Woman relaxing near the pool

It’s that time of year.  Summer is upon us.  You’re probably thinking, I own my own business.  I can take vacation whenever I’d like.  I’ll just put my shop in Etsy vacation mode and go catch some sun.

If only it was that simple.  Etsy vacation mode seems like a wonderful tool from afar.  It let’s you put your shop on hold so buyers can’t purchase from you and you can catch some rays.

But have you ever thought what really happens when you put your Etsy shop in vacation mode? 

The truth is that when you put your shop in Etsy vacation mode, your products stop showing up in the search engine.

Some of you might be thinking, so what? 

If you’ve been open awhile and your product is popular, most likely it’s because you’ve worked hard to rank higher in the search results.  This means that when a potential customer searches for certain keywords, your item comes up.  Usually on the first page if you’ve done your work right.

But if you put your shop in Etsy vacation mode, you stop coming up in search results.  You don’t come up at all.  Suddenly no one knows about you or your amazing product.  You’re no longer even an option to be considered.

Etsy is up front about this, kind of.  If you look at the vacation mode pointers above, the fifth one down mentions that you won’t be in search any more.

Unfortunately, Etsy doesn’t really disclose what will happen when you reopen your shop after vacation.  Although it seems to depend on how long you were away, most people report that their shops aren’t exactly the same as when they left.  The items are still there and your branding.  But your traffic is gone.  And doesn’t come back that quickly.  

What Etsy doesn’t mention is that when you put your shop in Etsy vacation mode, you negatively impact your shop sales and earnings.  And the longer you have your shop in Etsy vacation mode, the worse it gets.

Through my research, I found traffic of other shops dropping between 60 and 80%.  And remember, no traffic equals no sales.

One Etsy shop owner even discovered that if you have your shop closed for longer than 30 days, it is like starting completely over.

Think back to those first 4 to 6 months of your Etsy shop.  You probably heard a lot of crickets before sales picked up.  That’s what a lot of Etsy shop owners are hearing when they reopen their shops after their vacation.  And some aren’t seeing a recovery – at least for a number of months.

Turquoise suitcase with travel needs and the text overlay "Going on vacation?  Ways to manage your Etsy shop during your break"

What you Can Do Instead

To be honest, I’ve never actually put my shop in Etsy vacation mode.  After reading some of the things that have happened to others’ shops, it wasn’t worth the risk to me.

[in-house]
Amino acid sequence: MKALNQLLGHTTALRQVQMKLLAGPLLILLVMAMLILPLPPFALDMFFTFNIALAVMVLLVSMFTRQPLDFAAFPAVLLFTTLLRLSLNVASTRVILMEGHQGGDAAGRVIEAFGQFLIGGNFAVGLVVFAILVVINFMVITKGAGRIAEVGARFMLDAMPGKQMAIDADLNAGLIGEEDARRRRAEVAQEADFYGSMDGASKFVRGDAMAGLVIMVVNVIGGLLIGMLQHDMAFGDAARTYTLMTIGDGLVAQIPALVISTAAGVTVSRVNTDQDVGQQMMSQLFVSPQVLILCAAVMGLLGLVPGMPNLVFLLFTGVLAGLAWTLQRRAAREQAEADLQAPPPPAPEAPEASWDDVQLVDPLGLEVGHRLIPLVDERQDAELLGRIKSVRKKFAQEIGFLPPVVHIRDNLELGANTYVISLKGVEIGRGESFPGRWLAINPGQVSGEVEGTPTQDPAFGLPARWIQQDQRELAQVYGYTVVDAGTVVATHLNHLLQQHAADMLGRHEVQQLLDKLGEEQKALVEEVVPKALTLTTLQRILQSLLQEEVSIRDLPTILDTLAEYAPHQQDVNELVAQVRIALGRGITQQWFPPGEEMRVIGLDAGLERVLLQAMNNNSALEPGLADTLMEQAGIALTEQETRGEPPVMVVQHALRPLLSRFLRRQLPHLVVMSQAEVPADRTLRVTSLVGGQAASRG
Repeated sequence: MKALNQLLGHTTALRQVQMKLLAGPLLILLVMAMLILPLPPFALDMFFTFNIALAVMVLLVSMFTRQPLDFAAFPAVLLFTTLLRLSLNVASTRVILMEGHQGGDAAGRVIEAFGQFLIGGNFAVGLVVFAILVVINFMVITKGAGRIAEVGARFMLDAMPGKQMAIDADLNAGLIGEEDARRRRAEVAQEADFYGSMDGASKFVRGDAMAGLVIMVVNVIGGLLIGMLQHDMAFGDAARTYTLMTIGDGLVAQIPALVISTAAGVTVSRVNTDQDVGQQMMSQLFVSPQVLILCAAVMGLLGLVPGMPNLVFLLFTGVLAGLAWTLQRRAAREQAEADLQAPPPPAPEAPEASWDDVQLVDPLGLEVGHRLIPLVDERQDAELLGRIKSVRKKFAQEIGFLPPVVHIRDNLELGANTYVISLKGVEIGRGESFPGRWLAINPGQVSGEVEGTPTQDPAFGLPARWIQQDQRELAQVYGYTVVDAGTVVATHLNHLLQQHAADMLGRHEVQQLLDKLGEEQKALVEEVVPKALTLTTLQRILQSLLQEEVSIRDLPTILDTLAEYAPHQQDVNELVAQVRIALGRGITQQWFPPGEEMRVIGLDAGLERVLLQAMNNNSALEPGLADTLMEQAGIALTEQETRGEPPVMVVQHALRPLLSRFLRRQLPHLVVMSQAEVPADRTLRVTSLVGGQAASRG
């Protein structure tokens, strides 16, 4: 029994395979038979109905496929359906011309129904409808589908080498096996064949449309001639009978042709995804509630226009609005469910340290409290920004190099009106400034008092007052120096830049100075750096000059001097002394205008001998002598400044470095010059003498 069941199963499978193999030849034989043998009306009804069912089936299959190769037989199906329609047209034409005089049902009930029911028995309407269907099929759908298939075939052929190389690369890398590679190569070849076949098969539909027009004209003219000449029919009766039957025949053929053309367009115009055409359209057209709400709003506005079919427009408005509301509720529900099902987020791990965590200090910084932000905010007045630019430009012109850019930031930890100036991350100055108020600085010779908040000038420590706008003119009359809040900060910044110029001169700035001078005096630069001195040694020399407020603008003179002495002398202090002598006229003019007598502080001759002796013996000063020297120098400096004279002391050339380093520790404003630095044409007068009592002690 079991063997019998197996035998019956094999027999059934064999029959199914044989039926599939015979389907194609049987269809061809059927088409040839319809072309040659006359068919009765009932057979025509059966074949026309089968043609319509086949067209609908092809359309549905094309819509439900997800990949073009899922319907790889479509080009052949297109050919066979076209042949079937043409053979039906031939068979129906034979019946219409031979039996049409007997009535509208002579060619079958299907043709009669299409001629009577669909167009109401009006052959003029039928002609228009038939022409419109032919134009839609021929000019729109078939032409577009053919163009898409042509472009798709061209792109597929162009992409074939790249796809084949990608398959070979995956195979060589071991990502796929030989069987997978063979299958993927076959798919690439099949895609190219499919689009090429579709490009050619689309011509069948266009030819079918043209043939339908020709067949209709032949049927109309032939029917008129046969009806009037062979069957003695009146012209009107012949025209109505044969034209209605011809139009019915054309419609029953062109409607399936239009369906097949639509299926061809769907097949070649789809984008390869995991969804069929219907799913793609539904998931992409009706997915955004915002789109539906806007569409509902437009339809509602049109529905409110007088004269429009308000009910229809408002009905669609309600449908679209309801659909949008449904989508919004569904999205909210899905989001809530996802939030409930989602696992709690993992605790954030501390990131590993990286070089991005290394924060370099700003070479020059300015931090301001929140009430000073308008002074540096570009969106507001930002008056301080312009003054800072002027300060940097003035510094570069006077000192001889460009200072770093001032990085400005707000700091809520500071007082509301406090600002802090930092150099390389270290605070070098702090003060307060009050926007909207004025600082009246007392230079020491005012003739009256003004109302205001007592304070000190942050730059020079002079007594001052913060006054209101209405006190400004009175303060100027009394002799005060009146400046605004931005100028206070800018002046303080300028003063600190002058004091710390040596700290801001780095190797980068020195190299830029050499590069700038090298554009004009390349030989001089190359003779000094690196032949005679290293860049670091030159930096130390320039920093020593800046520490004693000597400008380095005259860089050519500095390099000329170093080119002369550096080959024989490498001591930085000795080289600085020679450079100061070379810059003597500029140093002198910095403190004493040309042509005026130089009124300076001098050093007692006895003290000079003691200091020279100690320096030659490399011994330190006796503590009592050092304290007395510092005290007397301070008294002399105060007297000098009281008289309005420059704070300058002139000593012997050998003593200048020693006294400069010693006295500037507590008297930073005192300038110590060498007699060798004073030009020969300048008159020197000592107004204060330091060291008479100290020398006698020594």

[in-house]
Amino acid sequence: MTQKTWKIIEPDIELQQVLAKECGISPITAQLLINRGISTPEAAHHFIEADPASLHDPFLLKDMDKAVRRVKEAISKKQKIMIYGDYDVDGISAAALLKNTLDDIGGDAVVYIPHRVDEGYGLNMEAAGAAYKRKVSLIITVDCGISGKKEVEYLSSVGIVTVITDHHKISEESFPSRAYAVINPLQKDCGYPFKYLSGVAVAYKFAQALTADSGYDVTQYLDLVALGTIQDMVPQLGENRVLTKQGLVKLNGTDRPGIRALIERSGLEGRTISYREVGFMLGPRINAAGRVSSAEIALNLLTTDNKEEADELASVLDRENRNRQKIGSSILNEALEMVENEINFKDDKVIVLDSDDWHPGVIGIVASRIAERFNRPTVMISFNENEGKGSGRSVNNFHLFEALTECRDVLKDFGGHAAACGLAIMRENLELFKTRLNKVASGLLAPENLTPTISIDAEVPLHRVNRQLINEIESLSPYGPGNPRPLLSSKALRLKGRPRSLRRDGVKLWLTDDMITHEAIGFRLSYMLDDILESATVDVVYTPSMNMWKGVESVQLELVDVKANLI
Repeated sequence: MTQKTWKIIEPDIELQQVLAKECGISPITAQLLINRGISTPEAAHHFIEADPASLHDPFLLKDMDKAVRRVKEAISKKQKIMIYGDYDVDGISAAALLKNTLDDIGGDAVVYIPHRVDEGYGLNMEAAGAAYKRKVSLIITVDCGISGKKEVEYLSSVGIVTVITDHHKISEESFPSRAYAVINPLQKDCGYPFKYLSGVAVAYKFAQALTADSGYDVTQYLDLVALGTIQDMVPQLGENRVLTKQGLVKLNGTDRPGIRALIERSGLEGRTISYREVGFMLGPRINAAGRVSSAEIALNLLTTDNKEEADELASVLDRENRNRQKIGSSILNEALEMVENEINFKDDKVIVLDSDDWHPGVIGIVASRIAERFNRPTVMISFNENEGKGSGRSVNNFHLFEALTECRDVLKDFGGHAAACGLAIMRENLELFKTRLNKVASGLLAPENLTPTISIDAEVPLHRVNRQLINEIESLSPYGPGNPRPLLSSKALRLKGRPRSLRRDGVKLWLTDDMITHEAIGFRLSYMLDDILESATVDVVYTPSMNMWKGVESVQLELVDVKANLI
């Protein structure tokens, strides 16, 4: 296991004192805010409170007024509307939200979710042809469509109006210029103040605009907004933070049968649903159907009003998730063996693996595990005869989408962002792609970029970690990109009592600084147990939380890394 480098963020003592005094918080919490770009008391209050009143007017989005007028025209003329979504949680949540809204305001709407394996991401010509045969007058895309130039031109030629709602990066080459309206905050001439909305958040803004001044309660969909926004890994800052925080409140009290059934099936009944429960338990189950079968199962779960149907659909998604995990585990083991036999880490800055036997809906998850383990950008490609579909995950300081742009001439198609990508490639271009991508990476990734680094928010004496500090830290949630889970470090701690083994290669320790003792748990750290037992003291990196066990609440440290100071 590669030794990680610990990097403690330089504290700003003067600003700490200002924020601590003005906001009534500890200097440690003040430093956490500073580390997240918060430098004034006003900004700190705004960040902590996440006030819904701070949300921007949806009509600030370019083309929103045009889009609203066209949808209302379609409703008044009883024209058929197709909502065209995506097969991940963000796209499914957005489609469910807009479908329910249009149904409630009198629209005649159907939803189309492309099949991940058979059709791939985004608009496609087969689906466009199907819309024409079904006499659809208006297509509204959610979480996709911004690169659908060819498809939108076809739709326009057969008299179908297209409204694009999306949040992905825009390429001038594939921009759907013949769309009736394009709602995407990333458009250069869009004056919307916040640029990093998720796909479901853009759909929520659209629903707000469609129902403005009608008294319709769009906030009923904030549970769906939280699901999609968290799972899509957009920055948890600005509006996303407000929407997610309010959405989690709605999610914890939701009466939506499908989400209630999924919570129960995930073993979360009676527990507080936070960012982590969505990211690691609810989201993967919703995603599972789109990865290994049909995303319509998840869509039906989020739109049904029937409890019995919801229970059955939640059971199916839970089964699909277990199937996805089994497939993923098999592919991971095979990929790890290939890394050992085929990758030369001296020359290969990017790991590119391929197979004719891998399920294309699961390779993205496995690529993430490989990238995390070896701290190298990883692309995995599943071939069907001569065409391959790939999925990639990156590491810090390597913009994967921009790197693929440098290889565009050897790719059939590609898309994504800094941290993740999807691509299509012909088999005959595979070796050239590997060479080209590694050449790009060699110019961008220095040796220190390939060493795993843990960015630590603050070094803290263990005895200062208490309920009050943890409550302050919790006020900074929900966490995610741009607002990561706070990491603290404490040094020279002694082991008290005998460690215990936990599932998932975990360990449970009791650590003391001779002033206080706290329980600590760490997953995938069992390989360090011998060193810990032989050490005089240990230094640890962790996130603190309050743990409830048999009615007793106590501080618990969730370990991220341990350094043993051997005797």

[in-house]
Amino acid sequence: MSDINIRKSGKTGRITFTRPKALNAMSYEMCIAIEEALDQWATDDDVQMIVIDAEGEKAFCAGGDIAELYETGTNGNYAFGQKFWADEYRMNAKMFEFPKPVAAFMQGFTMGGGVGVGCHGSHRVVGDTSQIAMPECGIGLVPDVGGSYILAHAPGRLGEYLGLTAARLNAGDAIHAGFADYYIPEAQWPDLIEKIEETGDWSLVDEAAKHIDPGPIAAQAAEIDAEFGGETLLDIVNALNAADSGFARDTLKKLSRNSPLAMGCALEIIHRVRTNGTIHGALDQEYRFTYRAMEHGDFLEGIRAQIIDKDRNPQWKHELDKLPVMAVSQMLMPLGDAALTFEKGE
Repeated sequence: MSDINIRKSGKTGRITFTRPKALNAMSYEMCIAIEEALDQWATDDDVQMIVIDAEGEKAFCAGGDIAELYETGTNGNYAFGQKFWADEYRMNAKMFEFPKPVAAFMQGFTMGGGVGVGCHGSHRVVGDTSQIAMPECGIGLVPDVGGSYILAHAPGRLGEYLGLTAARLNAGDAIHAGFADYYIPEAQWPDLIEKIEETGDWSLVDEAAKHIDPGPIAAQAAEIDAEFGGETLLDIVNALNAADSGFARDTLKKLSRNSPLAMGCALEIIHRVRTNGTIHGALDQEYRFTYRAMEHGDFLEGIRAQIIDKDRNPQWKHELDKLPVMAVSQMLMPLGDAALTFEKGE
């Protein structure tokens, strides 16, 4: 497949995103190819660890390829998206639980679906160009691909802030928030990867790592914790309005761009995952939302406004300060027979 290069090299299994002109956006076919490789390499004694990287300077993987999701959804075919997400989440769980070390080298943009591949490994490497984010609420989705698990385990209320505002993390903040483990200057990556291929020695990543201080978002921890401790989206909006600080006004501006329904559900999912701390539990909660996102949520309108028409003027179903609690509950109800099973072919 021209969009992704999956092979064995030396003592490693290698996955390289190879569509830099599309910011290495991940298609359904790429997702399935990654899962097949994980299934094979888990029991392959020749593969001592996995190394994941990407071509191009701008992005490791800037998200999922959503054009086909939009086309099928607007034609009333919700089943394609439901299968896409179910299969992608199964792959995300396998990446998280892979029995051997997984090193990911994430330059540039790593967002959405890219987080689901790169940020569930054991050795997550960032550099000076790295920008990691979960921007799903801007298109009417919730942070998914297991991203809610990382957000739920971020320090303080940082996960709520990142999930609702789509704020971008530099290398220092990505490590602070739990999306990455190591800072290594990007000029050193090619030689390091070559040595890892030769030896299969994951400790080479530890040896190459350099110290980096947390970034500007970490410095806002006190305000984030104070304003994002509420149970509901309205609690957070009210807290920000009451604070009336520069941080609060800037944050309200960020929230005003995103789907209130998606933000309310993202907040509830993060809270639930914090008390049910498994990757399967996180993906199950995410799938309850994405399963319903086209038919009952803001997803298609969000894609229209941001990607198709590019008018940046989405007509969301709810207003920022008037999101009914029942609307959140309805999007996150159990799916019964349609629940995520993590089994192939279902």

But don’t worry, it doesn’t mean that we don’t travel.  We love going on vacation.  I’ve just had to get creative with how I manage my stationery shop when I’m away.  Here are some ideas to do instead.

Change your Processing Times

I run a shop with digital and handmade goods.  I used to have our processing times in each listing description.  Although I know this helped customers know right away how long it would take me to get their product to them, it was really hard to change when I went on vacation, traveled to a conference or just got busy with life.  (With hundreds of listings, updating just one detail in the product listing quickly is almost impossible.)

I removed the information from the product listings and replaced it with “Check our Shop Announcements for Current Processing Times”.

Customers now have a central location to find the most accurate information for how long their products will take to ship.

Now, Etsy still makes you put the processing time directly in your listing.  It appears on the right hand side.  I still override this time with my disclosure in the listing.  There is no easy way to change all of your processing times at once and with thousands of items, changing it individually each time we decide to take a trip is out of the question.

Another option is to choose “Unknown” for the processing time.  I’ve never tried this, so I’m not sure if this will have a negative impact on sales.  But might be an option if you want to vary your processing times based on your travel schedule.

I’ve found by putting this information in your Shop Announcements section, it’s easier to manage my Etsy Shop.  When the order turn around information changes, you can just update this one location.  My customers know to look in this section for the most recent processing times.

Add a Message to Buyers

It is true.  Not everyone takes the time to read your Shop Announcements page.

I also put our updated processing times and that our studio is currently closed in my Message to Buyers.

You can edit this message in the Info and Appearance section under Shop Settings.  Let customers know that your shop will be closed until a specific date and when you will start processing orders again.

I also always offer them a refund if this processing time doesn’t work with their needs.  I’ve only had a few customers take me up on it over the years, but at least it’s an option.  I would never want a customer to feel stuck with continuing their order when they wanted something faster.  Especially since I am in the time sensitive event industry.